Harriet Elizabeth Faucit 1789 - 1857   ~  Incidents and Events in a Professional Life

Harriet Elizabeth Saville [née Diddear;known as Mrs Faucit]

Harriet Elizabeth Saville [née Diddear; other married name Farren; known as Mrs Faucit] (1789–1857), actress, was the daughter of provincial theatre manager John Diddear and his wife, Elizabeth. When not quite seven she made a successful début at the Theatre Royal, Brighton, under her father's management, as Edward in Everyone has his Fault. She continued to act during childhood and adolescence, at Brighton, Dover, Richmond, and Margate.

Mrs Faucit's London début, as Desdemona in Othello, was at Covent Garden on 8 October 1813; critics approved her appearance and voice but deplored her tendency to play to the audience and to turn Desdemona into an arch, vivacious Congreve heroine. Her most important part that season was Cleopatra in a lavishly mounted Antony and Cleopatra, under the direction of John Phillip Kemble, with a text combining Shakespeare and Dryden.

Although overshadowed by Eliza O'Neill, who arrived in 1814, she had a substantial metropolitan career for more than two decades, always at Covent Garden, Drury Lane, or the Haymarket.

In 1821, after an unsuccessful attempt to have her marriage to John Faucit Saville annulled, she became the common-law wife of the eminent comedian William Farren, with whom she lived from then on.  On 16 November 1853, shortly after Saville's death, she and Farren were legally married.

[Text based on the Oxford Dictionary of National Biography


Cleopatra 1813
Mrs. Faucit (1789-1857) as Cleopatra in J. P. Kemble's Covent Garden staging of Antony and Cleopatra: 1813. Samuel De Wilde (Painter); Henry Cook (Engraver); 1814. original in the H. Beard Collection, Victoria and Albert Museum. [This image is in the public domain.]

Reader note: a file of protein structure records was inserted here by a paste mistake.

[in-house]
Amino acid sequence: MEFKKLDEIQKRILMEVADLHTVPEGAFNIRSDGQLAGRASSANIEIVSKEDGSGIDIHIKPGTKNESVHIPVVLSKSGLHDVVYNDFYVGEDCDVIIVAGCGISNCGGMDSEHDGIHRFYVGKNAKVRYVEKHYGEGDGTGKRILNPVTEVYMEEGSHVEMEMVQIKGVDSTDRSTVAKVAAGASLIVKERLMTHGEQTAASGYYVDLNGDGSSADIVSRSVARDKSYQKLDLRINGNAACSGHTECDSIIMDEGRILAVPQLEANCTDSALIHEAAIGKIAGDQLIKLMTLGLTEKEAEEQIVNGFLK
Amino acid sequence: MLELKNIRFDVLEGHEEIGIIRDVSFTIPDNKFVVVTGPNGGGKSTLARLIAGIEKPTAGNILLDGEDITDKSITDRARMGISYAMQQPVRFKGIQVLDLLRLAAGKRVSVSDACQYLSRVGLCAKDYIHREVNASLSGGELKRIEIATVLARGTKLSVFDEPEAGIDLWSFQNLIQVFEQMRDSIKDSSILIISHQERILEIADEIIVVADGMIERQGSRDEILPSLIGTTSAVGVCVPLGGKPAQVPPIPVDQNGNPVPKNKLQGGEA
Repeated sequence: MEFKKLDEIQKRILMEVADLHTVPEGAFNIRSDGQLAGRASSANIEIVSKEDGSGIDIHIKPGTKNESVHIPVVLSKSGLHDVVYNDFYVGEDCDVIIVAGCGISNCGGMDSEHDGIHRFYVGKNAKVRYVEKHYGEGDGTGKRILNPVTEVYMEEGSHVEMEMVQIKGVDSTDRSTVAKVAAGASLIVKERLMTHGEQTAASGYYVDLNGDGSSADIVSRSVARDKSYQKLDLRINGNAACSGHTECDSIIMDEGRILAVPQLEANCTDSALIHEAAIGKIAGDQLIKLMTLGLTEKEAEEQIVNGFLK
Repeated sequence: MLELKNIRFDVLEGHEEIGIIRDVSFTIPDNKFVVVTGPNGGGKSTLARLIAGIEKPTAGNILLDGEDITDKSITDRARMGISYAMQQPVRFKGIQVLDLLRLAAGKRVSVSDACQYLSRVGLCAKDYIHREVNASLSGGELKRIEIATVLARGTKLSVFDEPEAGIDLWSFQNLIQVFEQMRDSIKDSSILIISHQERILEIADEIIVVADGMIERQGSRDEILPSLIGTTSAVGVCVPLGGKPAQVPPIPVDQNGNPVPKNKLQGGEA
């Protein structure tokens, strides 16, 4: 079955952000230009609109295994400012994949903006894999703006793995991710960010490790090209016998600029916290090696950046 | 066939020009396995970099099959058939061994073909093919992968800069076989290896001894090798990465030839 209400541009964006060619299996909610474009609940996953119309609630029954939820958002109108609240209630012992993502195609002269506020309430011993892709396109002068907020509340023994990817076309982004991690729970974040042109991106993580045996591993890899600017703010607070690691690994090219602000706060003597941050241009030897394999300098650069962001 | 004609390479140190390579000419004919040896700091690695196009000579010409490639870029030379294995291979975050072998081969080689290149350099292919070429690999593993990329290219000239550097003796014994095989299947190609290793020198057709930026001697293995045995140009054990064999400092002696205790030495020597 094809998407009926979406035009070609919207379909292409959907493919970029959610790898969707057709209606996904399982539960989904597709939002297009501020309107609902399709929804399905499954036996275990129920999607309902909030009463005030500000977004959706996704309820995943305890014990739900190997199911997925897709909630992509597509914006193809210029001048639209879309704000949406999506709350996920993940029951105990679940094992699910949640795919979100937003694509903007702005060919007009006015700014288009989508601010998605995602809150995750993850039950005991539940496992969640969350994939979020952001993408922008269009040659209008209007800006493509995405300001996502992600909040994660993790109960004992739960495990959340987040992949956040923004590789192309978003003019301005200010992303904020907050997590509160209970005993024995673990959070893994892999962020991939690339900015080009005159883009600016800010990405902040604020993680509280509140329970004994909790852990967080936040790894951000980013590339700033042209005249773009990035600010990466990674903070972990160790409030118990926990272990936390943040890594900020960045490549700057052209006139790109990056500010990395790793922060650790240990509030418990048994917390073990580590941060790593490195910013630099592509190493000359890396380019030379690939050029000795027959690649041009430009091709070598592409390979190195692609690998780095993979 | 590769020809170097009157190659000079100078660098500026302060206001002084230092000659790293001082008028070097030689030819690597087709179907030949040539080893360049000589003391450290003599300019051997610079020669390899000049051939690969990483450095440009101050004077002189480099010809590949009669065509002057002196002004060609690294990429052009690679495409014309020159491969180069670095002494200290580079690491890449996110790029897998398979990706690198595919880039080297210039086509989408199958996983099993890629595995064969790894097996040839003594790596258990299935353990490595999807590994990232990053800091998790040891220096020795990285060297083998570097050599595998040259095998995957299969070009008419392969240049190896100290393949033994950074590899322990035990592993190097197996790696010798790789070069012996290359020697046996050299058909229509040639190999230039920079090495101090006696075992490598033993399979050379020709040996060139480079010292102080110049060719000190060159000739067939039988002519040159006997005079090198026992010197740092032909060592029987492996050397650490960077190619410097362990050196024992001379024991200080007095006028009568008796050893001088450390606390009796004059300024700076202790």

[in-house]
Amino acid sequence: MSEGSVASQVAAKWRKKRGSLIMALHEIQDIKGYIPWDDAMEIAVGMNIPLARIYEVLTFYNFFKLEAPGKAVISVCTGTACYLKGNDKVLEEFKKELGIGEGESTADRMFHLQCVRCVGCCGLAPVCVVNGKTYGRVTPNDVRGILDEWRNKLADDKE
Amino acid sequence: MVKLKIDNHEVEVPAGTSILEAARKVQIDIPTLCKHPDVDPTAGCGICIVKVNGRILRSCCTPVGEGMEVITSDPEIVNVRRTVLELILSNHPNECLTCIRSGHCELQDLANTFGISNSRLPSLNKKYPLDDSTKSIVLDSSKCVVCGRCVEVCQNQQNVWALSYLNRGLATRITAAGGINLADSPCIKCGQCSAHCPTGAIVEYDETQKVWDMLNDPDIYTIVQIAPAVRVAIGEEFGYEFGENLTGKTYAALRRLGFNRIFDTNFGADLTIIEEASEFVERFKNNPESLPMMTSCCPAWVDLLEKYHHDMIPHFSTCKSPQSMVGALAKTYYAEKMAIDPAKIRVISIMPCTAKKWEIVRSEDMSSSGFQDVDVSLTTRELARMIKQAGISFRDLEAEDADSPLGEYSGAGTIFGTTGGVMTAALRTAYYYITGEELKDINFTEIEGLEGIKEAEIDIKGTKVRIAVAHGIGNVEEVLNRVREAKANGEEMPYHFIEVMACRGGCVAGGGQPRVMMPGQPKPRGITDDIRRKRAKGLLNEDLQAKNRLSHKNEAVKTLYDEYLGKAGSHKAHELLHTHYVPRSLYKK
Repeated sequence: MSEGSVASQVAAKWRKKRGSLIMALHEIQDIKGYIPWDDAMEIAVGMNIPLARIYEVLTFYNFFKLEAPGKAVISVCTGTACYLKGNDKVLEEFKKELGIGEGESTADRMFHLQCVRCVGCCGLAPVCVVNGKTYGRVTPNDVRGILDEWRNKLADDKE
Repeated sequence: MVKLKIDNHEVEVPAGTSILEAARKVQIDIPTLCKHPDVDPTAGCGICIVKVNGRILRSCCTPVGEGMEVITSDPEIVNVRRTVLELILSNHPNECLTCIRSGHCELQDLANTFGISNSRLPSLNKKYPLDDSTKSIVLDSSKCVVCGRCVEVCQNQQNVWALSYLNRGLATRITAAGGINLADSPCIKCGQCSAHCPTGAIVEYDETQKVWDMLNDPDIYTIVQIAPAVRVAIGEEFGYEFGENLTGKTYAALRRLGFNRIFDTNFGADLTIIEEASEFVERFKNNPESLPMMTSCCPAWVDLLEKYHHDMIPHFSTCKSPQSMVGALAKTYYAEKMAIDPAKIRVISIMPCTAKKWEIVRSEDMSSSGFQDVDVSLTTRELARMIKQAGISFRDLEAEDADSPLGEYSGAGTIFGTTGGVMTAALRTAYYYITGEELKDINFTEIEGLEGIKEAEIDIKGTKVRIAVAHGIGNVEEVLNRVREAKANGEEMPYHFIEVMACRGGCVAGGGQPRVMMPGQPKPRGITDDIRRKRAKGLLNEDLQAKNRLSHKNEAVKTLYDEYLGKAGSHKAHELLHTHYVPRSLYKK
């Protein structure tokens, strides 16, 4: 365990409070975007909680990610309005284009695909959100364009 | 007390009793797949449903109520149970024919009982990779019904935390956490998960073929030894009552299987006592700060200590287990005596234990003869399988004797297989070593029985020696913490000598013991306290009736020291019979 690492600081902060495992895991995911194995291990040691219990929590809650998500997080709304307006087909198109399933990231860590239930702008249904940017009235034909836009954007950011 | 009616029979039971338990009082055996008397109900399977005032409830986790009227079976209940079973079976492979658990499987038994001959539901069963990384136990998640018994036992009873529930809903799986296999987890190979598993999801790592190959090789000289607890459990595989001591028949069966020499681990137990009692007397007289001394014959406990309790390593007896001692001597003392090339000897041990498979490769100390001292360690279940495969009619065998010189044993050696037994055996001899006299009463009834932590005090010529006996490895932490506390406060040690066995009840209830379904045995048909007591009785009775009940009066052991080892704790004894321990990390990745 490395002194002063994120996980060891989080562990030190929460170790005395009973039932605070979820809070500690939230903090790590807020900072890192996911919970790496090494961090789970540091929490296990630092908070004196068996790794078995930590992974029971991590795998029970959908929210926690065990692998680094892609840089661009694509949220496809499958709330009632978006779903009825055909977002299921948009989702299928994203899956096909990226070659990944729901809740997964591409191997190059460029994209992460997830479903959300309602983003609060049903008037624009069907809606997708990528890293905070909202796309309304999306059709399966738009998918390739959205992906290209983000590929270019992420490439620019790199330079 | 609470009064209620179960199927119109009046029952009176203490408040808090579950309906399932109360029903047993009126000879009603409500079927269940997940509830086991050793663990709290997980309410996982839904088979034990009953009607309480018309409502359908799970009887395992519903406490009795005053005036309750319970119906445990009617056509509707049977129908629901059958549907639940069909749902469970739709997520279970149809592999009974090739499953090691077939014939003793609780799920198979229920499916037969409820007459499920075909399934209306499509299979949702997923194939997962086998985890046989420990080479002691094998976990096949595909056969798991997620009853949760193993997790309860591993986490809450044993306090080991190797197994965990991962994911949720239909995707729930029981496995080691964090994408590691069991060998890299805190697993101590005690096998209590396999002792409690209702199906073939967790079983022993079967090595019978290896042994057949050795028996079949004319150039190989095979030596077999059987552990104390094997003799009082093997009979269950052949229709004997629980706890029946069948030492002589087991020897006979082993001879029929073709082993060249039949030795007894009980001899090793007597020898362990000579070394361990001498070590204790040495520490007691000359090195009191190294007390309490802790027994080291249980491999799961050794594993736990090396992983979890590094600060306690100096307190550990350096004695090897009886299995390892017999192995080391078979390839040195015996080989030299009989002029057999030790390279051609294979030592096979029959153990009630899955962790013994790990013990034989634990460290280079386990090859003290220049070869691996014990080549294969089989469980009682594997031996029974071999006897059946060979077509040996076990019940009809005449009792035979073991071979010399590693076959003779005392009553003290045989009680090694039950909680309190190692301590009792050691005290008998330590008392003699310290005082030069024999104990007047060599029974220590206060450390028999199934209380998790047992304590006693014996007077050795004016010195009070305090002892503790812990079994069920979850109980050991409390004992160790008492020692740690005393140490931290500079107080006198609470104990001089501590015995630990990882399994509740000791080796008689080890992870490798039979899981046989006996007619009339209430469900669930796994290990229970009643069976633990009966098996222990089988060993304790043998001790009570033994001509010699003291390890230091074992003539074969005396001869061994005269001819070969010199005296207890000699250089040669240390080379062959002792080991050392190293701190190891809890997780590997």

John Savill Faucit and Harriet Faucit (Diddear), their marriage and joint careers.

John Faucit Saville [Savill] (1783?–1853), actor, theatre manager, and playwright, was reportedly seventy years old when he died, but neither his date of birth nor his parents' names are known. Perhaps his real name was, as is usually supposed, John Savill[e] Faucit: some early signatures and his initial stage name, Mr Faucit, support this. Yet most official documents, from his marriage record on, give Savill or Saville as surname, often with Faucit as middle name.

Saville's career began at Stepney fair, probably in his late teens: here he joined ‘Muster [John] Richardson's’ company, which toured the fairs with a large, portable booth, acting in pantomimes and abbreviated, highly stereotyped dramas. In 1804, at about twenty-one, the small but personable actor was engaged at the Theatre Royal, Richmond, Surrey, where he played dashing, if secondary, roles such as Frank Rochdale in John Bull and Courtall in The Belle's Stratagem. He and the fifteen-year-old actress Harriet Diddear became mutually attracted; in 1805, when he was again at Richmond and she was in her father's company at Margate, they eloped to London and were married—under the name Savill—on 2 September. Shortly afterwards, having been reconciled with the Diddears, they acted at Margate, then Dover, as Mr and Mrs Faucit.

In 1806 the couple joined the prosperous Norwich circuit, whose company travelled to seven towns and acted throughout the year; except for a brief hiatus (with Macready at Newcastle), they remained with it for seven years. Faucit acted ‘second juvenile’ roles and ‘Country Boys’ in conventional drama and principal parts in ‘both serious & comic Pantomimes’; Mrs Faucit eventually played all the leading female characters.

In 1813 they were engaged at a major London theatre, Covent Garden. Four children had been born during the Norwich years—John, Harriet, Edmund Henry, and Alfred; after the move to London, there were two more—Helena and Charles.

At Covent Garden, although his wife was regularly employed, Faucit appeared only sporadically, mostly in minor comic parts such as Old Gobbo in The Merchant of Venice; in 1817, however, he acted Gratiano in that play, winning critical approval for his innovative seriousness in the trial scene.

Faucit's wife left him in 1821 but continued to bill herself as Mrs Faucit, in consequence of which he reversed his names to Faucit Savill(e).

[Text based on theOxford Dictionary of National Biography.]


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